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How are macros used in xml?

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In the post concerning modulus in this forum I found a perfect macro for the rolling numbers I want to have that will show elapsed run time on my Tachometer. Can someone explain how to use macros?Thanks!Robert

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Probably the best place to learn about macros is to tear appart the default GPS and look at the way it does things. I have pulled a variety of usefull functions from it.CheersShad

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>In the post concerning modulus in this forum I found a>perfect macro for the rolling numbers I want to have that will>show elapsed run time on my Tachometer. Can someone explain>how to use macros?There is a really neat function for the forums called "Search..." Use the "Advanced Search," type in a keyword or two, such as "Macro" (w/o the quotes), and you will find every message ever written in this forum on the subject... ;)Possibly the clearest example of XML Macro usage was posted several weeks ago by Tom (taquillo):(A:VELOCITY WORLD X, m/s) (A:VELOCITY WORLD Z, m/s) atg2 rnor(A:pLANE HEADING DEGREES TRUE, radians) s0(L:Cage switch,bool)if{ 0 }els{ @Macro1 l0 - abs 0.5 Wherever you see "@Macro1" used, simply substitute whatever is contained in the Macro1 code! ;)Now it truly makes NO sense to bother with creating a @Macro unless you are planning to use the same calculation more than once or twice in any given gauge project!Notice that in Tom's example he's used the @Macro1 five times!!! thus making the code much easier to write, read and understand... :-beerchug Now, parsing the code above, the first thing Tom's done is store the value of (A:pLANE HEADING DEGREES TRUE, radians) in register s0 (s0 is a temporary memory location used only during this calculation.This allows Tom to further simplify the if/else code because anytime he needs the value of (A:pLANE HEADING DEGREES TRUE, radians), all he needs to do is write l0 (lowercase L for "load" register 0). Note that Tom's used the l0 register five times in the if/else clause as well.Had all of this been written out without the use of the register and the @Macro, the result would have been a very long and messy bit of code!!!!!(L:Cage switch,bool)if{ 0 }els{ (A:VELOCITY WORLD X, m/s) (A:VELOCITY WORLD Z, m/s) atg2 rnor (A:pLANE HEADING DEGREES TRUE, radians) - abs 0.5 Which do you suppose is the easier to write/read/understand and most importantly, maintain? *:-*

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I'm actually a big fan of the search feature, somehow I missed this in all the searches I've done over the last couple of days in various forums. I'm still working at putting rolling numbers in my RPM gauge to show elapsed time using the (A:General eng elapsed time:1,seconds) variable, and this macro would be great for all the different digits I need to shift...I understand that the part is at the top of the code, but how to call it is still unclear. Here's the macro...@1 sp0@3 0 > if{ l0 10 @3 pow * sp0 }l0 int 10 @2 pow % 10 @2 1 - 0 max pow / int And the calling:@ExtDigit((ALGVar),nDigit,nDecimals)Where:(ALGVar) is the A,L or G var from where to extract the digitnDigit is the position of the digit to extract, starting from the right (honor to RPN! )nDecimals is the number of decimals to be included in the calcs.Here's my gauge...right now I can see a number in the window when I look at the gauge in FSPS, but I don't in the sim. @1 sp0 @3 0 > if{ l0 10 @3 pow * sp0 } l0 int 10 @2 pow % 10 @2 1 - 0 max pow / int @ExtDigit((A:GENERAL ENG ELAPSED TIME:1,seconds),1,0) %((A:GENERAL ENG ELAPSED TIME:1,seconds) 3600 / d 1% 60 * r flr )%!04.0f!:%!02.0f!(A:General eng1 rpm,RPM)Sorry the indents don't show...Robert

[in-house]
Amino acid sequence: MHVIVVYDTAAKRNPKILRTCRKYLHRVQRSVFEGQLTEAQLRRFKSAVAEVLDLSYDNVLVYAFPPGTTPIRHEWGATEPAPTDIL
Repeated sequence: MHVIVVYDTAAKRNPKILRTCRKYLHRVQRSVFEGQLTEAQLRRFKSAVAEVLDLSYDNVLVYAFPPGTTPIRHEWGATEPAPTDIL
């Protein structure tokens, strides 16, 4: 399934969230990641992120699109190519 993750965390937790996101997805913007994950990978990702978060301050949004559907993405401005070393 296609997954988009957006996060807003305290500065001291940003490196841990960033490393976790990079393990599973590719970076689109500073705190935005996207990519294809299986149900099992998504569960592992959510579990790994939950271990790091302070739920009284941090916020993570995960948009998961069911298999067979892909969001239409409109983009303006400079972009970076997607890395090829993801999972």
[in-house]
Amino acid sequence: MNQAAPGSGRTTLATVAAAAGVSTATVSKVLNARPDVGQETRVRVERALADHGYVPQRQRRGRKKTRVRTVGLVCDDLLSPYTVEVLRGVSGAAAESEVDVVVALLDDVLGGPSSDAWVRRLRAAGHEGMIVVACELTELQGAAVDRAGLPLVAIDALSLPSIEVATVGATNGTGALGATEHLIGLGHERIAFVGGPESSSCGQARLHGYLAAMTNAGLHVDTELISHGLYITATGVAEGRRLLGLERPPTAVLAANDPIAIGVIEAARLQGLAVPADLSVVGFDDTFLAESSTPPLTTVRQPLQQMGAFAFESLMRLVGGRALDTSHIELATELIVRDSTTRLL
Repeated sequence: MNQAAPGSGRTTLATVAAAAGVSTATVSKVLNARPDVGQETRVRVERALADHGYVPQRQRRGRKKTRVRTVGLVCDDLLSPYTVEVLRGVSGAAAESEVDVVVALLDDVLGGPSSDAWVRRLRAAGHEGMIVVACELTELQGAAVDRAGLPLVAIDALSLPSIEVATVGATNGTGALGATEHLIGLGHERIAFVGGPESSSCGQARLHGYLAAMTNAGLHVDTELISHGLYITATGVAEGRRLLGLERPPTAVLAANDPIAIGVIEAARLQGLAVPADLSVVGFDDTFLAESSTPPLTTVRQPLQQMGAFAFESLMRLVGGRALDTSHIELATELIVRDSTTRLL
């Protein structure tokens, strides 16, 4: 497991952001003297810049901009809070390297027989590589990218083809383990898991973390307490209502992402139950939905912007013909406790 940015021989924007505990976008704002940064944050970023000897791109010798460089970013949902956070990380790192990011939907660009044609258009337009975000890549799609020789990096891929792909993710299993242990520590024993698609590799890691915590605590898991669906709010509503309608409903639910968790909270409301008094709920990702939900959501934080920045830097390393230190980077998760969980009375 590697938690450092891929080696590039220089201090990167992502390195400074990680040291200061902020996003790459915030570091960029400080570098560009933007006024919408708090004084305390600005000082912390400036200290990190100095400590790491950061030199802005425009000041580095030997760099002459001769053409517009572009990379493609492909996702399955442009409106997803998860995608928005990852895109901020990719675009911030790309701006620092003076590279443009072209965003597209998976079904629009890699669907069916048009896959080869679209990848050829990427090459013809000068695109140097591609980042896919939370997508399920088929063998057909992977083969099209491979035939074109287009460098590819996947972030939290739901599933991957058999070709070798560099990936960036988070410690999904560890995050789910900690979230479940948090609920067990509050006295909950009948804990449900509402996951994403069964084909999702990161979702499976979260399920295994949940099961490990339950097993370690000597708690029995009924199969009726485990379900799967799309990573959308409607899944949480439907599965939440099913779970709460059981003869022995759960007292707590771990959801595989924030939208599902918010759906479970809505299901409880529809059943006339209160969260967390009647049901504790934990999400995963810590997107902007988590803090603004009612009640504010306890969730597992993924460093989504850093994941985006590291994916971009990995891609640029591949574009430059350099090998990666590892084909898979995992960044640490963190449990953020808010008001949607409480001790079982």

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Try this in the statement (remove the other one after the tag: %((@ExtDigit((A:GENERAL ENG ELAPSED TIME:1,seconds),1,0)) 3600 / d 1% 60 * r flr )%!04.0f!:%!02.0f!

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Hi Robert,Some hints:> @ExtDigit((A:GENERAL>ENG ELAPSED TIME:1,seconds),1,0)/Value>Make it Maximum="9", as you're actually extracting one digit :-)And check this against the bmp layout you're using, related to the tag, with between 0 and 9.> %((A:GENERAL ENG ELAPSED TIME:1,seconds) 3600>/ d 1% 60 * r flr )%!04.0f!:%!02.0f!Replace this with %((A:GENERAL ENG ELAPSED TIME:1,hours))%!04d!:%((A:GENERAL ENG ELAPSED TIME:1,hours) 60 %)%!02d!%if you want the result in hhhh:mm format.Regards,Tom

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Thanks guys! After lots of trial & error last night I have an elapsed time indication using rolling digits. Well, digit at least. The original macro returned an integer value-no scrolling effect. I removed the 'int' entries that were in the bottom line of code, and that got the 100ths position to 'roll'(getting it to roll accurately was a battle).Right now I'm using the original macro for all the other values. When the hundredths get to 0 the tenths position increments without scrolling. Otherwise it slowly 'rolls' all the time. I don't know how to make it wait and scroll only when the value changes.Anyway, it looks good, and even though only the 100ths digit rolls the effect is good.Note: The string was a temporary display to compare the rolling digits to (accuracy check and alignment). It's not used in the final version.Robert

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